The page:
The lawyer who has sued Gov. Rick Scott alleging that he is violating state law by using his wife to shield his financial assets from public disclosure asked a court to throw out the governor's appeal Friday, arguing that he should stop fighting the case because he will have to disclose his assets if he announces he is running for U.S. Senate on Monday.

"Procedurally and substantively his petition is unfounded, it is a delaying tactic as he seeks to run out the clock on having to disclose how much money he has made being governor of Florida," wrote Don Hinkle, a Tallahassee lawyer and major Democratic fundraiser in a response to an appeal filed by the governor with the First District Court of Appeal.

Scott spokesman John Tupps dismissed Hinkle's lawsuit as "nothing more than a publicity stunt."

He noted that a previous complaint has been rejected by a court and the Florida Commission on Ethics.

"He should quit wasting everyone's time," Tupps said.

Hinkle sued Scott in November, asking the court to order the governor to disclose more details about his finances under the state disclosure laws. Scott asked the court to dismiss the case, the court rejected it and the governor is now appealing the ruling.

Hinkle accuses Scott of "hiding his money and finances from the people of Florida" and asked the court to dismiss the appeal. He argued that "if he runs for the United States Senate, he will have to make these disclosures — or else continue his practice of delaying and avoiding the transparency the law requires."

Scott, a former hospital executive, has maintained most of his assets in the Gov. Richard L. Scott 2014 Qualified Blind Trust. The law allows public officials to create a blind trust in lieu of revealing their assets on a financial disclosure form.

Both Scott and his wife maintain the blind trust but Ann Scott also holds assets in the Frances Ann Scott Revocable Trust. But unlike federal law, Florida law does not require spouses of elected officials to reveal their financial holdings.

If Scott announces he is running for U.S. Senate, as expected, on Monday he will have 30 days to make the disclosure, or he can seek a 90-day extension, potentially pushing his disclosure into the summer of 2018.

"Federal candidates are required to not only disclose a trust, but the underlying asset, the value of that asset and any income from that asset," said Kate Keane, a financial disclosures expert at the Washington, D.C., laws firm of Perkins Coie.

There are two potential exceptions: if the candidate has a qualified blind trust or a certified blind trust. Scott has neither.

A qualified blind trust must be approved by the Ethics Committee of the U.S. Senate, and a certified blind trust must be a new trust agreement handled by an independent trustee with no prior relationship with the filer or the candidate, "not a former employee or an existing financial adviser," and not be created by the candidate, his or her spouse or children, Keane said.

"Because of that, senators with a significant amount of wealth rarely enter into these agreements because the independent trustee bar is so high," she said. For example, wealthy senators such as Mark Warner and Richard Blumenthal don't have qualified blind trusts.

The governor's blind trust is managed by a third party — a company that includes a longtime business associate of Scott. By law, the trust is intended to shield his investments from his direct control, but it also shields them from public disclosure.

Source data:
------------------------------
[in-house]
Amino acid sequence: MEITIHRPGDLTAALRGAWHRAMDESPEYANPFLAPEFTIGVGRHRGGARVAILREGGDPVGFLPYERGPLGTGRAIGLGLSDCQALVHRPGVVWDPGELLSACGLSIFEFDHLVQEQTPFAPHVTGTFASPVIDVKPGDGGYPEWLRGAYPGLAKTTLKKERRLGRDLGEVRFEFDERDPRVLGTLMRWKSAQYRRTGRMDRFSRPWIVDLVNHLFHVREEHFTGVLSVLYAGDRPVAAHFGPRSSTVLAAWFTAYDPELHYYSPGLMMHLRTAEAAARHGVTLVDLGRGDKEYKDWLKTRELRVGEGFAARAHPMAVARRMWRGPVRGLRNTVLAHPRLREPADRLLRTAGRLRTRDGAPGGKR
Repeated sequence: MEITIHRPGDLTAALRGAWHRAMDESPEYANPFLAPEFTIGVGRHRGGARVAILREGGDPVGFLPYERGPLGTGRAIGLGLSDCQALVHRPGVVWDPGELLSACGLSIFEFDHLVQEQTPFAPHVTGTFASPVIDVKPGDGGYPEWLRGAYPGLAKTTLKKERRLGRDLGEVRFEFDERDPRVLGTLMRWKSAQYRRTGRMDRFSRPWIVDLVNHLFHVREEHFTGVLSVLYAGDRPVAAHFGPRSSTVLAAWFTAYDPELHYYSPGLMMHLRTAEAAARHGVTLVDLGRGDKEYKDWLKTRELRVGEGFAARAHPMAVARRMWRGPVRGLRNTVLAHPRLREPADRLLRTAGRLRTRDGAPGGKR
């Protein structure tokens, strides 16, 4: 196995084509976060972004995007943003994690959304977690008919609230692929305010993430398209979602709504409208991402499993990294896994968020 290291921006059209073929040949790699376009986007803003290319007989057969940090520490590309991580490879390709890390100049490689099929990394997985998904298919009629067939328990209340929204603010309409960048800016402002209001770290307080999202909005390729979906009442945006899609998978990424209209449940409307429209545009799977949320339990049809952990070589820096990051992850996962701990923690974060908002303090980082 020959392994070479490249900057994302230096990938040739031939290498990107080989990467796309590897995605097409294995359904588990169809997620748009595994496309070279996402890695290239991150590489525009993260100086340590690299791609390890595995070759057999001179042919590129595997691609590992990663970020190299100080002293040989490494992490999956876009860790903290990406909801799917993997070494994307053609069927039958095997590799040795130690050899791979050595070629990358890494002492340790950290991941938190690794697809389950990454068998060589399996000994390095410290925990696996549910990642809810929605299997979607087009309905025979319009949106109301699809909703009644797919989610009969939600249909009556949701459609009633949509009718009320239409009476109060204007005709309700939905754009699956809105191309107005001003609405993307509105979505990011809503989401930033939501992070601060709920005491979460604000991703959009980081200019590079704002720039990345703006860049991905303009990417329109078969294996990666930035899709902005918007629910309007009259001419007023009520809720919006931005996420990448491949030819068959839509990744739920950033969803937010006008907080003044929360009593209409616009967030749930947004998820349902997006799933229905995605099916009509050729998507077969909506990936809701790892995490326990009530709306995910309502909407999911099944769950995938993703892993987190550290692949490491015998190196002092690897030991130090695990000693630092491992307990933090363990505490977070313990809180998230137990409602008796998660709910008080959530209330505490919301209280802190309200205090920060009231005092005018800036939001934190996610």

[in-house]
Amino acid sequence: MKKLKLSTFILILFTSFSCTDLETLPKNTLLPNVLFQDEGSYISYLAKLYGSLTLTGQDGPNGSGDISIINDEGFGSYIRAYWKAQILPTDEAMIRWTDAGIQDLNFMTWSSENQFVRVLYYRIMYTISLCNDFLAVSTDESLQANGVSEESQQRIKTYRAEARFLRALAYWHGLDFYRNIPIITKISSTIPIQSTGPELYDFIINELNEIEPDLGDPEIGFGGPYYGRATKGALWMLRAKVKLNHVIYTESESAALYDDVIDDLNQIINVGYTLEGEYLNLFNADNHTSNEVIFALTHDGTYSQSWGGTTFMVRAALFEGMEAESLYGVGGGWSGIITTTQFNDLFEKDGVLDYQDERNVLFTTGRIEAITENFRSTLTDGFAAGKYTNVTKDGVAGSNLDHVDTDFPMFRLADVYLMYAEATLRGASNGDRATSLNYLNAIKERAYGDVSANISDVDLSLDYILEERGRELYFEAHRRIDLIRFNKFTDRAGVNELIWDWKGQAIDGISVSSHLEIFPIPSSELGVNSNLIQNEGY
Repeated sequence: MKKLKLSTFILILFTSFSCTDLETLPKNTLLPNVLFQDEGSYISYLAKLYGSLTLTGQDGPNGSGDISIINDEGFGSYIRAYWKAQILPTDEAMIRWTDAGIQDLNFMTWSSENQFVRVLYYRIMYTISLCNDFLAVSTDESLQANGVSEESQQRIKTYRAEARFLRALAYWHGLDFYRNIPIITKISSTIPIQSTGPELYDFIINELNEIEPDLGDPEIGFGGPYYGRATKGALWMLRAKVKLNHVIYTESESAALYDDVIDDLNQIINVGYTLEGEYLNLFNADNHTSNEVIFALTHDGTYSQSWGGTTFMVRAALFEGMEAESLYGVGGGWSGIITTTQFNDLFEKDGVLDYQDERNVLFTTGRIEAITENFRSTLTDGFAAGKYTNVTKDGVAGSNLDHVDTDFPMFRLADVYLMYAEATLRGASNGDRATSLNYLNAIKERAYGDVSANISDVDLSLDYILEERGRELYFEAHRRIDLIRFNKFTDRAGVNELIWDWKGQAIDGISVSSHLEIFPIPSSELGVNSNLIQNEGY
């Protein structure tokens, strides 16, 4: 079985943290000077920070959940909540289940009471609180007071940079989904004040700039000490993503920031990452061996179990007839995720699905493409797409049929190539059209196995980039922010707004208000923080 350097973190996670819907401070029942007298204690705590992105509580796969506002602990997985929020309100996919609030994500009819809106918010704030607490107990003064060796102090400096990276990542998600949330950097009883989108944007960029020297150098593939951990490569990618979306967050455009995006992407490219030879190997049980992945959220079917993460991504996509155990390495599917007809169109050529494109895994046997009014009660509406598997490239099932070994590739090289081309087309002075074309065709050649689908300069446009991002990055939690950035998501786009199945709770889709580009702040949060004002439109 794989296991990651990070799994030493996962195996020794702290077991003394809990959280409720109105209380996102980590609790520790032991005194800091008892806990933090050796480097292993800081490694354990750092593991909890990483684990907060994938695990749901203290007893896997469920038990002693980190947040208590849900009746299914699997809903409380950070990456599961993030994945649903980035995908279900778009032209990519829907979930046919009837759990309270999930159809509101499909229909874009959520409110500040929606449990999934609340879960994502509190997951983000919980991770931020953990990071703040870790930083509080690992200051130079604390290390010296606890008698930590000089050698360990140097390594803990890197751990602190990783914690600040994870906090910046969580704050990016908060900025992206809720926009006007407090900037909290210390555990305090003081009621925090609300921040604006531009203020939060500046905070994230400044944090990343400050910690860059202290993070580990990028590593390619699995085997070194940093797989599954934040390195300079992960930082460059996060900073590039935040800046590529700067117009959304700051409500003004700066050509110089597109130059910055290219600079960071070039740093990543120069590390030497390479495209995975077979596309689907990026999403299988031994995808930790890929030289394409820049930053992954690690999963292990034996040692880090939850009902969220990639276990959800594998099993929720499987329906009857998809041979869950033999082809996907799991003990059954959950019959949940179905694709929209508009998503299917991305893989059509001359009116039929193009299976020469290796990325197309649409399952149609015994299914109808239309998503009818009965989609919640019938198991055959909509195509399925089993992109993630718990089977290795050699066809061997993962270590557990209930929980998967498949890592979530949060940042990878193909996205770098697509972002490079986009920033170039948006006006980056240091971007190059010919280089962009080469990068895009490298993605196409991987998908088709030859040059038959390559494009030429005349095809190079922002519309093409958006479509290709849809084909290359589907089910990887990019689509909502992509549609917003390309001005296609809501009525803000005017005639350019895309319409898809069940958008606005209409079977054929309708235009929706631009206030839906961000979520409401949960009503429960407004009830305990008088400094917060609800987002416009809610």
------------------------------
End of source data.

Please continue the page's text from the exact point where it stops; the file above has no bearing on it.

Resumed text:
If Scott choose to create a qualified blind trust, he would have to close his current blind trust and open a new one with a different trustee who is not personally known to him.

In June, Scott reported that he had a net worth of $149 million in 2016, $30 million more than the previous year.

Hinkle's lawsuit contends that filings with the federal Securities and Exchange Commission show that Scott retains control of his assets in a family trust under his wife Ann Scott's name. For example, the lawsuit alleges, Scott signed off on using personal funds to purchase stock and then approving the sale of stocks at the same time they were in a blind trust.

Scott, who does not accept a state salary, first built his fortune as the head of the hospital giant Columbia/HCA. He was forced out of the job amid a federal investigation into fraud. Scott was never charged with any wrongdoing, but the company paid a then-record $1.7 billion fine for Medicare fraud.

Questions have followed Scott since he first created the blind trust when he was elected in 2010. When Scott ran for re-election in 2014, he briefly dissolved his first trust and released information about the individual holdings in it. He also released his tax returns for 2013.

The tax returns showed that the Scott family earns millions more than the governor reported individually on his financial disclosure form. It also raised questions about whether Scott may have control over assets held by his wife.

An investigation by the Herald/Times into those investments found that filings with the Securities and Exchange Commission indicated the governor had substantially larger holdings in several companies than what he reported to the state. A lawsuit was filed by George Sheldon, a Democrat candidate for attorney general, but a court ruled that the governor could not be compelled to disclose more information. Hinkle represented Sheldon in that case.

The lawsuit was rejected by a judge who said it needed to be considered by the Florida Commission on Ethics. Hinkle then filed three complaints with the ethics commission, but that panel concluded Scott was following the law.

Editor's note: A previous version of this article incorrectly spelled the name of Kate Keane.